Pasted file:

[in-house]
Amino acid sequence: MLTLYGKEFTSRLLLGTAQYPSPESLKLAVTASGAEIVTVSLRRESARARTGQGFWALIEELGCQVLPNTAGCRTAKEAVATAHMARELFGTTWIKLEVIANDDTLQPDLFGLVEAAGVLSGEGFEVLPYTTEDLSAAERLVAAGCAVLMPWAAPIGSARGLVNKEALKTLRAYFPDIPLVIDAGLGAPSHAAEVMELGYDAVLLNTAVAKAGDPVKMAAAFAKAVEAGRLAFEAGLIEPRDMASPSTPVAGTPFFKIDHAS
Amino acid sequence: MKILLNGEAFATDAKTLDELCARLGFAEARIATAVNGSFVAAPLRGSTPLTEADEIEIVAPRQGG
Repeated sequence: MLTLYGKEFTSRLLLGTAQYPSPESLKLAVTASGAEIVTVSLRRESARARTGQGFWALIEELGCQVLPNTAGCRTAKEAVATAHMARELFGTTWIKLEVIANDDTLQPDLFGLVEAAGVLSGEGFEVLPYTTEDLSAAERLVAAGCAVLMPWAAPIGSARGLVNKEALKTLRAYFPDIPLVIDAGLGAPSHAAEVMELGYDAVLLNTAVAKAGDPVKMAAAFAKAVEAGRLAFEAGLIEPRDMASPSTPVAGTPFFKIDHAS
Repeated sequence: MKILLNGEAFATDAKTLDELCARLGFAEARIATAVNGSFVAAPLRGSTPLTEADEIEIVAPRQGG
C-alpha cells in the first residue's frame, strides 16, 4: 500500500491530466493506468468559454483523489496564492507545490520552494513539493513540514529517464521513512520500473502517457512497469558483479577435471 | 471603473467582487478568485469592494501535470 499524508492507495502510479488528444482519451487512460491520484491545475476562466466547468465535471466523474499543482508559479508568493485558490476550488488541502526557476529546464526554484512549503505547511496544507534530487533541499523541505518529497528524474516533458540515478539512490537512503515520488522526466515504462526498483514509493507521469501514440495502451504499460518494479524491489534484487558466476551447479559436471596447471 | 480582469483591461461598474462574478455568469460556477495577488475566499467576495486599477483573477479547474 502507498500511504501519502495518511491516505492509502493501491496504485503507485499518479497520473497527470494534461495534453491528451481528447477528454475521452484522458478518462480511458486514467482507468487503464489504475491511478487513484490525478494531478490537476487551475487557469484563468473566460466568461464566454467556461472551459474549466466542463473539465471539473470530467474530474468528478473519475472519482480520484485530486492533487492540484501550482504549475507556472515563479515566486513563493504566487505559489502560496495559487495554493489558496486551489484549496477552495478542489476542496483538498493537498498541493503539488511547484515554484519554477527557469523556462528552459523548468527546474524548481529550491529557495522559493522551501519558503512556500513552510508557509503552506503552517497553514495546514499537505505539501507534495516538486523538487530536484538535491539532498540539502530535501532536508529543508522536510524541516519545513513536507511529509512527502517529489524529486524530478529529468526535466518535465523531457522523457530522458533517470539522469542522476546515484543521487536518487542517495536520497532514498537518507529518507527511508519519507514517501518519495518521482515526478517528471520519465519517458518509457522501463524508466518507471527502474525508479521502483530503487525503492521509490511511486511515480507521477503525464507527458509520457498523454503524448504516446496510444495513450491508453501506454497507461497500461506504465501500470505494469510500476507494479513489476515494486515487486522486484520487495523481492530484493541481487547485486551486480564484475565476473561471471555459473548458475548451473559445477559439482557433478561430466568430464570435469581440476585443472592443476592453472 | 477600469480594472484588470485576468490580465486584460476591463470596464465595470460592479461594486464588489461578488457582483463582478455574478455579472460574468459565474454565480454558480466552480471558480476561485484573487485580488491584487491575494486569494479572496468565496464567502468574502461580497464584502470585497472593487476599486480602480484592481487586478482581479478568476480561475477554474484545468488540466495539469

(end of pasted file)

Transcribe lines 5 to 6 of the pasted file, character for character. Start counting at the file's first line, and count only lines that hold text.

Repeated sequence: MKILLNGEAFATDAKTLDELCARLGFAEARIATAVNGSFVAAPLRGSTPLTEADEIEIVAPRQGG
C-alpha cells in the first residue's frame, strides 16, 4: 500500500491530466493506468468559454483523489496564492507545490520552494513539493513540514529517464521513512520500473502517457512497469558483479577435471 | 471603473467582487478568485469592494501535470 499524508492507495502510479488528444482519451487512460491520484491545475476562466466547468465535471466523474499543482508559479508568493485558490476550488488541502526557476529546464526554484512549503505547511496544507534530487533541499523541505518529497528524474516533458540515478539512490537512503515520488522526466515504462526498483514509493507521469501514440495502451504499460518494479524491489534484487558466476551447479559436471596447471 | 480582469483591461461598474462574478455568469460556477495577488475566499467576495486599477483573477479547474 502507498500511504501519502495518511491516505492509502493501491496504485503507485499518479497520473497527470494534461495534453491528451481528447477528454475521452484522458478518462480511458486514467482507468487503464489504475491511478487513484490525478494531478490537476487551475487557469484563468473566460466568461464566454467556461472551459474549466466542463473539465471539473470530467474530474468528478473519475472519482480520484485530486492533487492540484501550482504549475507556472515563479515566486513563493504566487505559489502560496495559487495554493489558496486551489484549496477552495478542489476542496483538498493537498498541493503539488511547484515554484519554477527557469523556462528552459523548468527546474524548481529550491529557495522559493522551501519558503512556500513552510508557509503552506503552517497553514495546514499537505505539501507534495516538486523538487530536484538535491539532498540539502530535501532536508529543508522536510524541516519545513513536507511529509512527502517529489524529486524530478529529468526535466518535465523531457522523457530522458533517470539522469542522476546515484543521487536518487542517495536520497532514498537518507529518507527511508519519507514517501518519495518521482515526478517528471520519465519517458518509457522501463524508466518507471527502474525508479521502483530503487525503492521509490511511486511515480507521477503525464507527458509520457498523454503524448504516446496510444495513450491508453501506454497507461497500461506504465501500470505494469510500476507494479513489476515494486515487486522486484520487495523481492530484493541481487547485486551486480564484475565476473561471471555459473548458475548451473559445477559439482557433478561430466568430464570435469581440476585443472592443476592453472 | 477600469480594472484588470485576468490580465486584460476591463470596464465595470460592479461594486464588489461578488457582483463582478455574478455579472460574468459565474454565480454558480466552480471558480476561485484573487485580488491584487491575494486569494479572496468565496464567502468574502461580497464584502470585497472593487476599486480602480484592481487586478482581479478568476480561475477554474484545468488540466495539469